No residual issues for Kopitar, only stitches
Dustin Brown unleashed a quick slapshot from above the left circle early in the third period of Los Angeles’ 4-3 win over San Jose in Game 2 Thursday night that deflected off Dan Boyle’s stick and into the face of Anze Kopitar, who had no time to react. Kopitar’s visor caught a piece of the puck as the left side of his face bore the worst of the contact. He missed roughly 10 minutes of action as doctors administered “around” 20 stitches, according to the Kings star.
“Oh, he finally got some stitches in his lips,” Darryl Sutter said. “There goes the modeling career. Best looking Slovenian athlete.”
Kopitar smiled when hearing that his tenure as a model had come and gone.
“I think that ship has sailed a long time ago,” he joked.
It wasn’t exactly smiles and chuckles for Los Angeles at the time. The Kings were tied 2-2 with the Sharks at the moment Kopitar went down and trailed 3-2 when he returned to the ice to the Rocky Theme and a standing ovation roughly 10 minutes later.
“I mean, it just shows how passionate [the fans] are. It’s nice to know that they’re always behind us,” Kopitar said of the reception.
It was a fairly typical playoff moment in the life of a hockey player, one that the star center was able to shrug off the next day.
“They numbed me up pretty good right after for stitches, so I didn’t really feel anything. So it wasn’t too bad. But after it wore off, it was sore a little bit but nothing too bad.”
“I was split up open pretty good, so that’s why they need to put ‘em in right away.”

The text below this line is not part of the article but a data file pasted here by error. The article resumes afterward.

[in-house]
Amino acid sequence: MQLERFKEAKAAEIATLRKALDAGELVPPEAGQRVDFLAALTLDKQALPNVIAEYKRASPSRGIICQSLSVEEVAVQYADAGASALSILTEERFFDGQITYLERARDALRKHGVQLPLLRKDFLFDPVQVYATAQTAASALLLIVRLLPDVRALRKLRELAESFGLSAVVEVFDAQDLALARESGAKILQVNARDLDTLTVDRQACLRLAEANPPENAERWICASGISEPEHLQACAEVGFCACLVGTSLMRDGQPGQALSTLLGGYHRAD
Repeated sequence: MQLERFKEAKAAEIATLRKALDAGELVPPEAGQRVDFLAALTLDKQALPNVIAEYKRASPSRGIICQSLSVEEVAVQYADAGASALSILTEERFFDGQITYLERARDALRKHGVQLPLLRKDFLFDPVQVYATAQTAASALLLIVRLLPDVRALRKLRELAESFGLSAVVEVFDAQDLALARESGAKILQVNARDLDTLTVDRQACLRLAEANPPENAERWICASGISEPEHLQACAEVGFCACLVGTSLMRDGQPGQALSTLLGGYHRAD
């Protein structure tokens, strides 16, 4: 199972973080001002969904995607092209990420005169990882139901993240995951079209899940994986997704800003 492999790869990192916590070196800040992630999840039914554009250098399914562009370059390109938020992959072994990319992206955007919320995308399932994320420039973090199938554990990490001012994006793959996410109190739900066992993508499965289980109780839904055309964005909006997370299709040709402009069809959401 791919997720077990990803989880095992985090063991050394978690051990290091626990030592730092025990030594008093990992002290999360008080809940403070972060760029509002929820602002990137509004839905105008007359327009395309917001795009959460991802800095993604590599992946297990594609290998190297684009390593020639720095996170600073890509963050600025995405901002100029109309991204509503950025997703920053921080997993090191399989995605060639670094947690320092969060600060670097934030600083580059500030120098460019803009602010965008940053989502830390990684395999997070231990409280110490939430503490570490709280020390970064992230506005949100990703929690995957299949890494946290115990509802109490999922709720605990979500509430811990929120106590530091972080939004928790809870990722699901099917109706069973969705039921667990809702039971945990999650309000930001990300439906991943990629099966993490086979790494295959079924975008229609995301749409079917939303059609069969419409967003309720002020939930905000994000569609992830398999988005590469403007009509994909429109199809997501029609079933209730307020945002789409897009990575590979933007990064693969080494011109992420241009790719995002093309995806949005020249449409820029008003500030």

Kopitar made sure that he slept on his right side or on his back as not to displace any of the stitches, though he ended up with a satisfactory night of sleep.
It was the second time Kopitar bore the pain of blunt force trauma administered by Brown; in a 4-1 win over Edmonton on April 6, an Oilers player tugged on Brown’s jersey, causing him to spin around wildly and smack his teammate broadly across the face with his stick.
“I guess the stick was not enough, so he had to shoot the puck at my face, too,” he said
Neither situation caused Kopitar to miss much time.
“Well, I wanted to make sure it was nothing serious,” he said. “As soon as I found that out, it was really a no-brainer. To come back, I’m sure everybody else in this room would do the same thing.”
It’s a code of toughness that was reinforced by his coach.
“What difference does it make if it’s Anze Kopitar? Hockey players are different than other athletes,” Sutter said. “You get hit in the face and they get cut and you go in and you get sewed up and you come back out and play. I’ve very seldom in 30-something years seen a player that doesn’t do that.”
“Spit your teeth in your hands. ‘Put me in, coach.’”
The residual effects on Friday were minimal, other than a black stream of stiching curving up from the side of his mouth.
“It feels good,” Kopitar said. “A little sore, but not too bad.”